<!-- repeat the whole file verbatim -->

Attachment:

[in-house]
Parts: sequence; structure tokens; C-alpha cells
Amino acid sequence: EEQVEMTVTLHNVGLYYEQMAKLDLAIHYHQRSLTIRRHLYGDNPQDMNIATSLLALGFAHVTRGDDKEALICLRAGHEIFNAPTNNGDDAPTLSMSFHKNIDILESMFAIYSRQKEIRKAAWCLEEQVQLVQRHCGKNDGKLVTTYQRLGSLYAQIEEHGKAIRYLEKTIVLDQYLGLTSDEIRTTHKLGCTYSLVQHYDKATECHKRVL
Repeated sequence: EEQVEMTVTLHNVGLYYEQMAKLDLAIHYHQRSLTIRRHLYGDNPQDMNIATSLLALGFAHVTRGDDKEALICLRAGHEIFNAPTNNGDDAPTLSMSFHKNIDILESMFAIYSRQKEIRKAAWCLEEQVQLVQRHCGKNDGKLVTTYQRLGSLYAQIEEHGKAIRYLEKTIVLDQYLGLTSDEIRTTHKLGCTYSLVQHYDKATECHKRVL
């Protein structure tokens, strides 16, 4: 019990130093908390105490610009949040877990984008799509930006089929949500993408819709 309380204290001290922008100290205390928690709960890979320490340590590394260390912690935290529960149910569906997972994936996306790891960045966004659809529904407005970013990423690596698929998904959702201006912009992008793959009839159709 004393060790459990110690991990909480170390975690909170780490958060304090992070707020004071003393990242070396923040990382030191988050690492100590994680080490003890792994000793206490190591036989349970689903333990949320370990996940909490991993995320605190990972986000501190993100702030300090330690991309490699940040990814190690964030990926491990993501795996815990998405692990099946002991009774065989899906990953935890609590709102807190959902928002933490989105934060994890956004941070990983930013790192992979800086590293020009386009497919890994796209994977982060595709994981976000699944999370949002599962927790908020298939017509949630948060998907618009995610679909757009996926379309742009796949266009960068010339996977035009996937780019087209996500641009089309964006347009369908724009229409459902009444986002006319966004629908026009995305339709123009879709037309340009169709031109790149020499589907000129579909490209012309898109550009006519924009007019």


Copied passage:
[in-house]
Parts: sequence; structure tokens; C-alpha cells
Amino acid sequence: EEQVEMTVTLHNVGLYYEQMAKLDLAIHYHQRSLTIRRHLYGDNPQDMNIATSLLALGFAHVTRGDDKEALICLRAGHEIFNAPTNNGDDAPTLSMSFHKNIDILESMFAIYSRQKEIRKAAWCLEEQVQLVQRHCGKNDGKLVTTYQRLGSLYAQIEEHGKAIRYLEKTIVLDQYLGLTSDEIRTTHKLGCTYSLVQHYDKATECHKRVL
Repeated sequence: EEQVEMTVTLHNVGLYYEQMAKLDLAIHYHQRSLTIRRHLYGDNPQDMNIATSLLALGFAHVTRGDDKEALICLRAGHEIFNAPTNNGDDAPTLSMSFHKNIDILESMFAIYSRQKEIRKAAWCLEEQVQLVQRHCGKNDGKLVTTYQRLGSLYAQIEEHGKAIRYLEKTIVLDQYLGLTSDEIRTTHKLGCTYSLVQHYDKATECHKRVL
């Protein structure tokens, strides 16, 4: 019990130093908390105490610009949040877990984008799509930006089929949500993408819709 309380204290001290922008100290205390928690709960890979320490340590590394260390912690935290529960149910569906997972994936996306790891960045966004659809529904407005970013990423690596698929998904959702201006912009992008793959009839159709 004393060790459990110690991990909480170390975690909170780490958060304090992070707020004071003393990242070396923040990382030191988050690492100590994680080490003890792994000793206490190591036989349970689903333990949320370990996940909490991993995320605190990972986000501190993100702030300090330690991309490699940040990814190690964030990926491990993501795996815990998405692990099946002991009774065989899906990953935890609590709102807190959902928002933490989105934060994890956004941070990983930013790192992979800086590293020009386009497919890994796209994977982060595709994981976000699944999370949002599962927790908020298939017509949630948060998907618009995610679909757009996926379309742009796949266009960068010339996977035009996937780019087209996500641009089309964006347009369908724009229409459902009444986002006319966004629908026009995305339709123009879709037309340009169709031109790149020499589907000129579909490209012309898109550009006519924009007019």